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A CLI tool and library for interacting with Thoth

Project description

A CLI tool and library for communicating with Thoth backend.

Using Thamos as a CLI tool

Thamos is released on PyPI. See installation instructions bellow to setup Thoth/Thamos for your repository:

# Install Thamos CLI tool:
$ pip3 install thamos  # keep in mind: requires Python 3.6+!!
# Go to repository that should be managed by Thoth which already has Pipfile present:
$ cd ~/git/repo/
# Setup Thamos configuration:
$ thamos config
# Ask Thoth for software stack recommendations:
$ thamos advise
# Retrieve logs of the last analysis:
$ thamos log

As Thamos notes analysis ids for better UX of thamos log, it’s recommended to add .thoth_last_analysis_id file to .gitignore.

Adjusting configuration based on environment variables

You can adjust content of configuration file each time Thamos CLI or Thamos library loads it by expanding entries with environment variables. This can be handy if you would like to parameterize some of the options at runtime (e.g. in deployment).

This behaviour is (due to security reasons) explicitly turned off by default. However you can turn it on by setting THAMOS_CONFIG_EXPAND_ENV environment variable to 1 (0 explicitly turns this behaviour off, default value):

THOTH_HOST=test.thoth-station.ninja THAMOS_CONFIG_EXPAND_ENV=1 thamos advise
2019-03-13 11:22:59,562 [18639] INFO     thamos.config: Expanding configuration file based on environment variables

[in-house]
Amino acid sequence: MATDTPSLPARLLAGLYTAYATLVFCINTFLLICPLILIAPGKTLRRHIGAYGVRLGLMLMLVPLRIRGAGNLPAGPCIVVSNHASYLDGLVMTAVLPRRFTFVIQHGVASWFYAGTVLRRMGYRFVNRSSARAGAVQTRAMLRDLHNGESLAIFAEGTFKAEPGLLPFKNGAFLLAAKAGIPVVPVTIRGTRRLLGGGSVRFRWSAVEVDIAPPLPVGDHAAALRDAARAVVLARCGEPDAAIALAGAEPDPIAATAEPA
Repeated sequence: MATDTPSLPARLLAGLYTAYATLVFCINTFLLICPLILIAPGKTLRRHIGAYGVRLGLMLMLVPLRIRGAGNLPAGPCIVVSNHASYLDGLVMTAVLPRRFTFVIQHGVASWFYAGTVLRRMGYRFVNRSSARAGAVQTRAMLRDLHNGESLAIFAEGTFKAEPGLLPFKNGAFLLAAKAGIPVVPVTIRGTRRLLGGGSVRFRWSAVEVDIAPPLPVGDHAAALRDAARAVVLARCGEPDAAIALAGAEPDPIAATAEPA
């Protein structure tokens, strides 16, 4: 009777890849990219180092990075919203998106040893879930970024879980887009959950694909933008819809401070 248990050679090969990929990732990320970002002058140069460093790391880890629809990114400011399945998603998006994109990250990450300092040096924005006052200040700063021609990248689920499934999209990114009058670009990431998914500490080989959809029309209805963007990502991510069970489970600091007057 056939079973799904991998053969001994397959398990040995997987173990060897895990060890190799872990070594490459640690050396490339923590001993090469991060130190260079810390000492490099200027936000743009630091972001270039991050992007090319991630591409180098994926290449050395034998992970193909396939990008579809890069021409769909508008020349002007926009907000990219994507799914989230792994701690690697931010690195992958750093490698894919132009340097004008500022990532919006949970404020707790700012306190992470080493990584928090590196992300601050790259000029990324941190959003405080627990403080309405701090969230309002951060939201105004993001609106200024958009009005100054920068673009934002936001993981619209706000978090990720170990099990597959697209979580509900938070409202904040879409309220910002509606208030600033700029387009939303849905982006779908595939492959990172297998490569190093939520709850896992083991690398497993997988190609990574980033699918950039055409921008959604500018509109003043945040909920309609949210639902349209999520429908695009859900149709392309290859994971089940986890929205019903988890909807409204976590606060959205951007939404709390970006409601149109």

Entries which should be expanded have environment variables in curly braces like the following example:

host: {THOTH_HOST}

Note the expansion is done by replacing these values directly with values of environment variable, this means types need to be taken into account (environment variable with value “true” is put into configuration file as true).

Using custom configuration file template

You can use your own custom configuration file as a template. This is especially useful if you want to have some configuration entries constant and let expand only some of the configuration options. In other words, you can parametrize configuration file.

An example of configuration file template can be:

host: {THOTH_SERVICE_HOST}
tls_verify: true
requirements_format: pipenv

runtime_environments:
  - name: '{os_name}:{os_version}'
    operating_system:
      name: {os_name}
      version: '{os_version}'
    hardware:
      cpu_family: {cpu_family}
      cpu_model: {cpu_model}
    python_version: '{python_version}'
    cuda_version: {cuda_version}
    recommendation_type: stable
    limit_latest_versions: null

Then, you need to supply this configuration file to the following command:

thamos config --template template.yaml

Listing of automatically expanded configuration options which are supplied the config sub-command (these options are optional and will be expanded based on HW or SW discovery):

Configuration option Explanation Example
os_name name of operating system fedora
os_version version of operating system 30
cpu_family CPU family identifier 6
cpu_model CPU model identifier 94
python_version Python version (major.minor) 3.6
cuda_version CUDA version (major.minor) 9.0